Increased circulation may help reduce muscle soreness, improve joint movement, and ease arthritis pain. In the high heat provided by a sauna the body releases endorphins. These endorphins can help minimize the pain of arthritis and muscle soreness. In one study I found, the pain relief induced by a sauna was attributed to an increase in the release of adrenaline and growth hormones. This type of pain relief is especially important to me because of the injuries I have incurred throughout my fighting career. I often suffer from a sore back, hands, feet, knees, and shoulders. The sauna helps alleviate those symptoms. 

Because body temperature rises from the heat of the sauna the blood vessels dilate This increases blood circulation. The increased blood flow speeds up the body’s natural healing process allowing me to train with more intensity with greater frequency. 

Finally a sauna can also help reduce muscle tension and eliminate lactic acid. 

2) Immune Function

The less you get sick the more progress you make in regards to your fitness. Above and beyond that who likes being sick anyway? 

After a sauna session, the body increases the number of white blood cells which shows that use of a sauna stimulates the immune system. Curiously in one study, there seemed to be a greater benefit to the immune system in athletes when compared to non athletes. There are also Finnish and German studies which show that regular sauna use leads to a 30% less chance of getting a cold and influenza.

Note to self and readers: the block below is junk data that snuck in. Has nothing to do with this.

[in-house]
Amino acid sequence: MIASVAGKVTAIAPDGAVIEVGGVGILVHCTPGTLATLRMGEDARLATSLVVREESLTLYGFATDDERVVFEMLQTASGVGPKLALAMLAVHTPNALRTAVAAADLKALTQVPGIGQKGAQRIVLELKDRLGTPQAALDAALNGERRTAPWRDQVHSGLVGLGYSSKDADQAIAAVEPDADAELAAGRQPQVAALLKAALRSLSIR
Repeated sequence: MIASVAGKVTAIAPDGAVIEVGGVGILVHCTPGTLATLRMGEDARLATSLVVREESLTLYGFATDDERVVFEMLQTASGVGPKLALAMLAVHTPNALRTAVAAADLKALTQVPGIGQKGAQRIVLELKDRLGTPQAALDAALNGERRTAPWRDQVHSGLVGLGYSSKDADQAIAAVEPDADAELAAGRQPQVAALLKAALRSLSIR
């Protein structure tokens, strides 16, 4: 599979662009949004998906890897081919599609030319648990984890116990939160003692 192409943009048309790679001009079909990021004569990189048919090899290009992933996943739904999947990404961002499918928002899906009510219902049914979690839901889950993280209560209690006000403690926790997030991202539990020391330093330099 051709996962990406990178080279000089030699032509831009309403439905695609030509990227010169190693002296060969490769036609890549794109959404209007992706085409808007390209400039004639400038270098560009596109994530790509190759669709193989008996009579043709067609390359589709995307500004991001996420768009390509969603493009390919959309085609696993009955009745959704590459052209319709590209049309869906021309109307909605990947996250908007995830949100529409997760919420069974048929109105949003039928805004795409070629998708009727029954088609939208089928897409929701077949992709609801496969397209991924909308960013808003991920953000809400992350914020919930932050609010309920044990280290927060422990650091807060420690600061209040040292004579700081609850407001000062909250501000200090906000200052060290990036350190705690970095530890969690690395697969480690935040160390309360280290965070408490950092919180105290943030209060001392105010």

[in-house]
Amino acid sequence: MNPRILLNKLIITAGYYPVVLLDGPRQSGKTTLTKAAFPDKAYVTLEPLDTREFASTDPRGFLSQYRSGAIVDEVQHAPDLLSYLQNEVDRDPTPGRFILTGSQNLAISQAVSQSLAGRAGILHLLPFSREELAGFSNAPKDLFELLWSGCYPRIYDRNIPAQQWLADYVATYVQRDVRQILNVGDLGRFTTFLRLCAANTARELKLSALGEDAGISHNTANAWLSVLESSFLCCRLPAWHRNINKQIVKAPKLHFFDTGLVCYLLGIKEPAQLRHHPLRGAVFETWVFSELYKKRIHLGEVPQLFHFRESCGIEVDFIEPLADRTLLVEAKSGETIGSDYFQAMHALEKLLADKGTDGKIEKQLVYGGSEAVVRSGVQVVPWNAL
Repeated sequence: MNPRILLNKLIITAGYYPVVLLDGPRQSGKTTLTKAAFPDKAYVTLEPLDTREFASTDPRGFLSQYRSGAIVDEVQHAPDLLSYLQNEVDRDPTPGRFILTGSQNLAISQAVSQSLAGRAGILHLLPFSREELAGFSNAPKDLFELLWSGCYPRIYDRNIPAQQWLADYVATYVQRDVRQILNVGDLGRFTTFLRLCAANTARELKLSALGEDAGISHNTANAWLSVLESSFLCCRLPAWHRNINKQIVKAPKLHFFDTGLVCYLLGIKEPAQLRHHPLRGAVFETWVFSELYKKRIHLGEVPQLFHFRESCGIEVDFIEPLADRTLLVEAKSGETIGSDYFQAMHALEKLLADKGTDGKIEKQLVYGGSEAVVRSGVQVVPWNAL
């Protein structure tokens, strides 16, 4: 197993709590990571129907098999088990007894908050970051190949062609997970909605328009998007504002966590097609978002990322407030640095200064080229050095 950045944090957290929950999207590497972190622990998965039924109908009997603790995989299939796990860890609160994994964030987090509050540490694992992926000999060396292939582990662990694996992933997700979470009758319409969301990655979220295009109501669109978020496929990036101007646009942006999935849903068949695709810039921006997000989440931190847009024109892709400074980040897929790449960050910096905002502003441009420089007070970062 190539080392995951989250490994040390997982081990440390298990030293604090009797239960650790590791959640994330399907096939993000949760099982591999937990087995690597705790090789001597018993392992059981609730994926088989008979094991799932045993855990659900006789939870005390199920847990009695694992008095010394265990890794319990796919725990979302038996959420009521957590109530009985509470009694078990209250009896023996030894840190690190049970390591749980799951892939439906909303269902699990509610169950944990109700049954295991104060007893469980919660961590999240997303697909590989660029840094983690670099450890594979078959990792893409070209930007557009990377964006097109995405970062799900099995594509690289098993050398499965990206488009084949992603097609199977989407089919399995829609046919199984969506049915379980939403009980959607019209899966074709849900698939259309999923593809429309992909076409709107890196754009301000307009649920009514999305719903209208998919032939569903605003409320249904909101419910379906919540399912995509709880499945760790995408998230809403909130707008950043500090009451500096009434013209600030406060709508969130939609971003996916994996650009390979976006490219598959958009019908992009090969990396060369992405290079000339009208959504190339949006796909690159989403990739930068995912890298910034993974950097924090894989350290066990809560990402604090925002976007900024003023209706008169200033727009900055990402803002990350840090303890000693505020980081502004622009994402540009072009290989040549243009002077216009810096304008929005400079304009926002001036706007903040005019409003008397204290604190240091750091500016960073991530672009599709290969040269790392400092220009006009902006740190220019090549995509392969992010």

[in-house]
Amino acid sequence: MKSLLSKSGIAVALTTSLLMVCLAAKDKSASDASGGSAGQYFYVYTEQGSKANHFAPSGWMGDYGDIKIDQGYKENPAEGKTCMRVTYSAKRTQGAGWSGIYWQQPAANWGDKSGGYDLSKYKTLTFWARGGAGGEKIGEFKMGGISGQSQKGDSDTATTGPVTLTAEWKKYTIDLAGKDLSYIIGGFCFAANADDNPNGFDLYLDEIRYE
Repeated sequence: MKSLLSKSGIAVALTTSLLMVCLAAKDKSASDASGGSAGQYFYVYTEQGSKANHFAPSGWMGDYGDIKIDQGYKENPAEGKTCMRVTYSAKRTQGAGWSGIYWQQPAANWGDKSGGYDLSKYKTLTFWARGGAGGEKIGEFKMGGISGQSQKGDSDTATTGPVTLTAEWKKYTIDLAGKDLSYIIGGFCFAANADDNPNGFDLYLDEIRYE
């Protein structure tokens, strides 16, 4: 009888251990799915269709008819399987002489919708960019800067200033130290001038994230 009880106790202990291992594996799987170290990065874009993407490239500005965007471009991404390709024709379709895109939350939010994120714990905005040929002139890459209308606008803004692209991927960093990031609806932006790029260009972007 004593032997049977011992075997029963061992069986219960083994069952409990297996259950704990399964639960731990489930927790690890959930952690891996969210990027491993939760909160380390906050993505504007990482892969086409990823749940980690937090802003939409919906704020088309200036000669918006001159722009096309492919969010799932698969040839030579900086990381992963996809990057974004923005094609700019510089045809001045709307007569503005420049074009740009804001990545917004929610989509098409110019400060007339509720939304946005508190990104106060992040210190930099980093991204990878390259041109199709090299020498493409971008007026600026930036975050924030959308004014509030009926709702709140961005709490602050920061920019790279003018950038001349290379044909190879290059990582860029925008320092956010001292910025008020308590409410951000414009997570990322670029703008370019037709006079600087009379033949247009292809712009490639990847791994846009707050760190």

3) Stress Relief

We discussed how heat in a sauna improves circulation. It may also promote relaxation. This can improve feelings of “well-being”. Saunas also encourage the body to go into a parasympathetic state which allows us to de-stress, rest, and heal. Saunas have been shown to help lower stress hormones like cortisol.

In addition saunas can induce a deeper sleep and also help battle chronic fatigue. Both help contribute to stress relief. 

4) Flush Toxins 

Deep sweating in a sauna can reduce levels of lead, copper, zinc, and mercury. All of these are  toxins commonly absorbed from interacting with our environment. Sweating also rinses out bacteria from the epidermal layer of the skin and the sweat ducts. Cleansing of the pores my also increase capillary circulation. So in essence you will have healthier skin, look better, and feel better. 

5) Cardiovascular Performance 

How does a sauna increase your cardiovascular performance or fitness? 

In very basic terms in the heat of a sauna your body core temperature rises. As a response to the increased heat level the blood vessels dilate and there’s an increase in cardiac output. It can raise as much as 70 beats per minute. Some people hit heart rates over 150 beats per minute. This helps train the cardiovascular system. 

There’s also lot of research out there that suggests that regular use of the Sauna can improve your cardiovascular fitness as well as endurance. The Journal of Science and Medicine in Sport published research that found using a sauna after exercise resulted in an improvement in running performance, Researchers suggest this is likely due to increased blood volume in the body. There have also been similar results seen in cyclists. Use of a sauna after exercise increased blood plasma volume which is a good indicator of endurance performance. 

Research has also shown that 30 minutes of sauna use can cause an increase in oxygen consumption and red blood cell production. What does that mean? Better cardiovascular performance and better endurance. 

There are studies which suggest that sauna sessions can increase endurance performance by as much as 19%. 

We have talked about performance but when it comes to health Saunas have also been known to lowers the risk of sudden cardiac death and fatal coronary disease.